The 2020 title-determining race, dubbed the Championship 4, previously contested at Homestead-Miami Speedway will now be held at the newly renovated ISM Raceway in Avondale, Ariz.

The date of the event, Nov. 8, is also a change with the season officially ending a week earlier.

The Arizona facility, one of 12 NASCAR-sanctioned tracks owned by International Speedway Corp., recently underwent a $172 million renovation.

Homestead will host its lone Cup race March 22.

Cut-off races for the 16-team, 10-race playoffs have also shifted –Darlington will now open the playoffs on Sept. 6 while Bristol’s night race moves to Sept. 19 for the final race of the opening round. Charlotte Motor Speedway will now host the final race of the Round of Eight on its Roval (Oct. 11); and the final race of the third round will now be at Martinsville (Va.) Speedway on Nov. 1.

Steve O’Donnell, NASCAR executive vice president and chief racing development officer, said that “fans and the industry as a whole have been vocal about the desire for sweeping changes … and the 2020 slate is a reflection of our efforts to execute against that feedback.”

Meanwhile, Pocono Raceway will hold both of its annual MENCS races on the same weekend – Saturday and Sunday, July 27 and 28. The 2.5-mile venue has typically had about a five-week window in between its two Cup events.

Other notable movement in the schedule will include:

Daytona will continue to host the season-opening Daytona 500, but the second race at the 2.5-mile superspeedway, held in conjunction with the July 4th holiday weekend since 1959, will move to Saturday, Aug. 29 and serve as the final regular-season event.

Atlanta Motor Speedway gets a later date and potential weather break with a move to March 15; Martinsville’s first Cup race will be held on Saturday, May 9, the day before Mother’s Day, and will be contested under the lights; Indianapolis Motor Speedway replaces Daytona as the July 4th holiday weekend race.

The 2020 Monster Energy NASCAR Cup Series Schedule:

Sunday, Feb. 9 – The Clash (Daytona)

Thur., Feb. 13 – Duel at Daytona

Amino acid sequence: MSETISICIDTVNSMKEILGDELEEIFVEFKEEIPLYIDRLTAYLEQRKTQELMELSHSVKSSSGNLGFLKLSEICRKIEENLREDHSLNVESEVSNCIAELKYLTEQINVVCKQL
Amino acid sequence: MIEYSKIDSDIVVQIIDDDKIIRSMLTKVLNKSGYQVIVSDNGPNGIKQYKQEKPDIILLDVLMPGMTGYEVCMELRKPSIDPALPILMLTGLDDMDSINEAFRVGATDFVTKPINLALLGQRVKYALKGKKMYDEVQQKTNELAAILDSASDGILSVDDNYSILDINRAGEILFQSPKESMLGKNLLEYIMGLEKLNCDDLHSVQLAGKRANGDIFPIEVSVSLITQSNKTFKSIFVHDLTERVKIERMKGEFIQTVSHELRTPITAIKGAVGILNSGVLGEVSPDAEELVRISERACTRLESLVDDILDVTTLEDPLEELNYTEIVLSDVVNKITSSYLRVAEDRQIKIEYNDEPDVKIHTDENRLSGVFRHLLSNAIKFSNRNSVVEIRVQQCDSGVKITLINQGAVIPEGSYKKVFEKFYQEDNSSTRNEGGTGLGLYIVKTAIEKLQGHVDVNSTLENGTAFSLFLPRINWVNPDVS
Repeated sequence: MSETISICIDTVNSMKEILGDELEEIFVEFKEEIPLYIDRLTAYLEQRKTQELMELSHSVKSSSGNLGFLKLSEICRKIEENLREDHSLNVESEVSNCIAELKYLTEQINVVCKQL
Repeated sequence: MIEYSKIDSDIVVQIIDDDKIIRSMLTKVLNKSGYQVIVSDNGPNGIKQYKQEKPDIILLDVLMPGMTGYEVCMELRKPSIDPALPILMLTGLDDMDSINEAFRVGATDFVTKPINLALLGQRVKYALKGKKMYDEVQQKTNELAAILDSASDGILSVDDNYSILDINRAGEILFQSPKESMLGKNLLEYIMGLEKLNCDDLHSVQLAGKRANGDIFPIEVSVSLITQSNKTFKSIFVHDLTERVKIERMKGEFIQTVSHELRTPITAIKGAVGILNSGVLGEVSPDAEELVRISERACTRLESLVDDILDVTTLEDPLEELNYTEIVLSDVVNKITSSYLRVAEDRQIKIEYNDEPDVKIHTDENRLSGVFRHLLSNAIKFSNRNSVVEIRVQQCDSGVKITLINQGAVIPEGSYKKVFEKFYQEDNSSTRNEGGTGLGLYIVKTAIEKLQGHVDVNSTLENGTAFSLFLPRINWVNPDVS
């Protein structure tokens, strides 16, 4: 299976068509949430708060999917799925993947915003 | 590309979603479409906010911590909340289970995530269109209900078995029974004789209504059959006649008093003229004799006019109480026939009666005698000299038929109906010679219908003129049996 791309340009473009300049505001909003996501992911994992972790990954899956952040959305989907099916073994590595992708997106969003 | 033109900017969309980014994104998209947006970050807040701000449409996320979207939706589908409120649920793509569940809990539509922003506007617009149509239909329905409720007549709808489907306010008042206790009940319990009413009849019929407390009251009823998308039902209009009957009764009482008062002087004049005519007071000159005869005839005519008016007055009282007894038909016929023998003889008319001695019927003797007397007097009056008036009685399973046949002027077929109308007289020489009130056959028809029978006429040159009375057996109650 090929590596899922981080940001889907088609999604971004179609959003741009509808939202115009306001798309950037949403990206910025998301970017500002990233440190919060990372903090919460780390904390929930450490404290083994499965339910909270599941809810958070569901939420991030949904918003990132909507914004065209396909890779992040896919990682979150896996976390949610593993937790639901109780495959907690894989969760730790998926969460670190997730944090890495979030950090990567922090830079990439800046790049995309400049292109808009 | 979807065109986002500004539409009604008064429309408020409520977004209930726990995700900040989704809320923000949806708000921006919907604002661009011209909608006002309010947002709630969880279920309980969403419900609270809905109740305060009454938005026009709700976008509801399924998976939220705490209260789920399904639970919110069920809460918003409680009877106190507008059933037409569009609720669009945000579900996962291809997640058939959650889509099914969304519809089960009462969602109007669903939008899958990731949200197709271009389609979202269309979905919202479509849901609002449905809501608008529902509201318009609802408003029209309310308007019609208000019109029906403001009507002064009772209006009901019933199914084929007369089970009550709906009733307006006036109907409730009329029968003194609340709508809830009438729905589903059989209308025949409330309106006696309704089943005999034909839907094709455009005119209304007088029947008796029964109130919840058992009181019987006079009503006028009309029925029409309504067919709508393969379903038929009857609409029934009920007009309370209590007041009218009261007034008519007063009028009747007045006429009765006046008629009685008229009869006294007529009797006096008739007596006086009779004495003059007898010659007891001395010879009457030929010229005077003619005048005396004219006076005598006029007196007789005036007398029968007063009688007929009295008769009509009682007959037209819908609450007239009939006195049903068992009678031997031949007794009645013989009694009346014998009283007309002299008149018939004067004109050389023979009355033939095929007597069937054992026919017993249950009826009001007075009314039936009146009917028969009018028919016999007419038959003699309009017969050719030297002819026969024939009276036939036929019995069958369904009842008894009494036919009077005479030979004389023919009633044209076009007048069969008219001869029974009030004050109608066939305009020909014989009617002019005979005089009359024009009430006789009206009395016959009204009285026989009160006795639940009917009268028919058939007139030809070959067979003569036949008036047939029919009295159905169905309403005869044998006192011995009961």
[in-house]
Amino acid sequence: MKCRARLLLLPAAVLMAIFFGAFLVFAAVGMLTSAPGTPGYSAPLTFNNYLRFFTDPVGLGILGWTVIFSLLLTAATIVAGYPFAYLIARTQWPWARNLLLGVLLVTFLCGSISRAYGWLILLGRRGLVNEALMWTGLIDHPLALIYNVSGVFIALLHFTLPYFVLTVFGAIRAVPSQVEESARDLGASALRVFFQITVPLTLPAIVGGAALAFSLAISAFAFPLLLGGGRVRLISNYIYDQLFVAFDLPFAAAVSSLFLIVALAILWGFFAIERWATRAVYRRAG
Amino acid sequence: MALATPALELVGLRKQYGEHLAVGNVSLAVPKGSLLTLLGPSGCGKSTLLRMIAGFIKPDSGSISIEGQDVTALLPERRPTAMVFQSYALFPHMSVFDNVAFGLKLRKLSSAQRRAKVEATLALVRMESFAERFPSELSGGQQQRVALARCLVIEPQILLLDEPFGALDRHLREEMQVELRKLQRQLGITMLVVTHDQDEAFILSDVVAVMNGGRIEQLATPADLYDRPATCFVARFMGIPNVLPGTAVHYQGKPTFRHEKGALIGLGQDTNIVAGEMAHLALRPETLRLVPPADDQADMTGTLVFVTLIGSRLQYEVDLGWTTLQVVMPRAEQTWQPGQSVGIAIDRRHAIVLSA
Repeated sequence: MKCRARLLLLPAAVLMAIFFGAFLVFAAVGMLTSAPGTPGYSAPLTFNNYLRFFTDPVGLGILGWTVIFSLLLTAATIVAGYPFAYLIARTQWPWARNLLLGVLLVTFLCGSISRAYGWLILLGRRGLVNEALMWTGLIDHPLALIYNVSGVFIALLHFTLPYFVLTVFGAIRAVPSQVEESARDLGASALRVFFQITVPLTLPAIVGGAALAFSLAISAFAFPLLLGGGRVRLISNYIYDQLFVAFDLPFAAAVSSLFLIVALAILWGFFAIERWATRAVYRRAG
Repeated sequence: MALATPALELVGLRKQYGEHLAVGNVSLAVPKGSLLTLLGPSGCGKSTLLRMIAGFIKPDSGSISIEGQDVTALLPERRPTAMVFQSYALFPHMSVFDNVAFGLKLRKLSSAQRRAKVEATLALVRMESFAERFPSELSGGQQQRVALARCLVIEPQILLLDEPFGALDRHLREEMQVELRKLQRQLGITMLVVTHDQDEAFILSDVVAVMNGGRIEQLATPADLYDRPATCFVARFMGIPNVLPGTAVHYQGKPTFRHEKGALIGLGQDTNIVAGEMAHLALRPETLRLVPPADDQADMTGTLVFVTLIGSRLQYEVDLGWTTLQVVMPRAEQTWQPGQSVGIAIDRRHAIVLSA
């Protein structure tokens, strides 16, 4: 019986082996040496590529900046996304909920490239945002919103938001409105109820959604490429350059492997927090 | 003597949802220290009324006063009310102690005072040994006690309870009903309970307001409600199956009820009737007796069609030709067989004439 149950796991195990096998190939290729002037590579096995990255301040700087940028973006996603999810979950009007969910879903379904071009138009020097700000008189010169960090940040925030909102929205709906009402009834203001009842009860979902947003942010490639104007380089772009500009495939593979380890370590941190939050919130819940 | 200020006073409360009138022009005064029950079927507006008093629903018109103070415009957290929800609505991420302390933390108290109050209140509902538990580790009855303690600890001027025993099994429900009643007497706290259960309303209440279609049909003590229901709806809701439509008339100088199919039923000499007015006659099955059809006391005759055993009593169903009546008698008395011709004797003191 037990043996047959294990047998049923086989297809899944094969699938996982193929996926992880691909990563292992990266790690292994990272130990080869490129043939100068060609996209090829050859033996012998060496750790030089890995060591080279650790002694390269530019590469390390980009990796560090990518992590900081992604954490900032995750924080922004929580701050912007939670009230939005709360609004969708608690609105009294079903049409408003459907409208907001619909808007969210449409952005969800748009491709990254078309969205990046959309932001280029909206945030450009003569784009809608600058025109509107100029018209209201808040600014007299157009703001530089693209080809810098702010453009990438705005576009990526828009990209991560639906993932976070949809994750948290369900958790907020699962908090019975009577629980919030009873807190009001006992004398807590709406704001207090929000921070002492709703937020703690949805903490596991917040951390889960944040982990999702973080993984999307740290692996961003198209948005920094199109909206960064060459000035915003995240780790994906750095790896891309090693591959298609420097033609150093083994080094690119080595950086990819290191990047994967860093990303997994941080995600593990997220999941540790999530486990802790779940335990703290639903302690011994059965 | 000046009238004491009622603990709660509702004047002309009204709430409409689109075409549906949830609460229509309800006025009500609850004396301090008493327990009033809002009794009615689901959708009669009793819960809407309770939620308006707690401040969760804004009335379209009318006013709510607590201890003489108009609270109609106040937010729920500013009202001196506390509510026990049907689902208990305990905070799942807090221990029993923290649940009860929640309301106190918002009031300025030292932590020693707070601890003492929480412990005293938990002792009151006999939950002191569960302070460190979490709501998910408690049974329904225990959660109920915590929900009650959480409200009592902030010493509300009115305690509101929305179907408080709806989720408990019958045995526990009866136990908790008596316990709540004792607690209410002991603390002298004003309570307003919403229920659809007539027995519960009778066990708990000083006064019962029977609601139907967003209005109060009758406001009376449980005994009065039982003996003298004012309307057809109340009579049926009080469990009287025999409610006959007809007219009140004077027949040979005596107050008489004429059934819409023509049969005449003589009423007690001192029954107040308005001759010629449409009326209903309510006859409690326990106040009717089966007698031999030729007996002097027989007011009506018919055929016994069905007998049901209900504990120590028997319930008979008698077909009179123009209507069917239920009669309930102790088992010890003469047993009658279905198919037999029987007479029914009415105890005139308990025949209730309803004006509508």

Sun., Feb. 16 – Daytona International Speedway

Sun., Feb. 23 – Las Vegas Motor Speedway

Sun., March 1 – Auto Club Speedway

Sun., March 8 – ISM Raceway

Sun., March 15 – Atlanta Motor Speedway

Sun., March 22 – Homestead-Miami Speedway

Sun., March 29 – Texas Motor Speedway

Sun., April 5 – Bristol Motor Speedway

Sun., April 19 – Richmond Raceway

Sun., April 26 – Talladega Superspeedway

Sun., May 3 – Dover International Speedway

Sat., May 9 – Martinsville Speedway

Sat., May 16 – All-Star Race, Charlotte Motor Speedway

Sun., May 24 – Charlotte Motor Speedway

Sun., May 31 – Kansas Speedway

Sun., June 7 – Michigan International Speedway

Sun., June 14 – Sonoma Raceway

Sun., June 21 – Chicagoland Speedway

Sat., June 27 – Pocono Raceway

Sun., June 28 – Pocono Raceway

Sun., July 5 – Indianapolis Motor Speedway

Sat., July 11 – Kentucky Speedway

Sun., July 19 – New Hampshire Motor Speedway

Sun., Aug. 9 – Michigan International Speedway

Sun., Aug. 16 – Watkins Glen International

Sun., Aug. 23 – Dover International Speedway

Sat., Aug. 29 – Daytona International Speedway

PLAYOFFS

Opening Round

Sun., Sept. 6 – Darlington Raceway

Sat., Sept. 12 – Richmond Raceway

Sat., Sept. 19 – Bristol Motor Speedway

Second Round

Sun., Sept. 27 – Las Vegas Motor Speedway

Sun., Oct. 4 – Talladega Superspeedway

Sun., Oct. 11 – Charlotte Motor Speedway

Third Round

Sun., Oct. 18 – Kansas Speedway

Sun., Oct. 25 – Texas Motor Speedway

Sun., Nov. 1 – Martinsville Speedway

CHAMPIONSHIP

Sun., Nov. 8 – ISM Raceway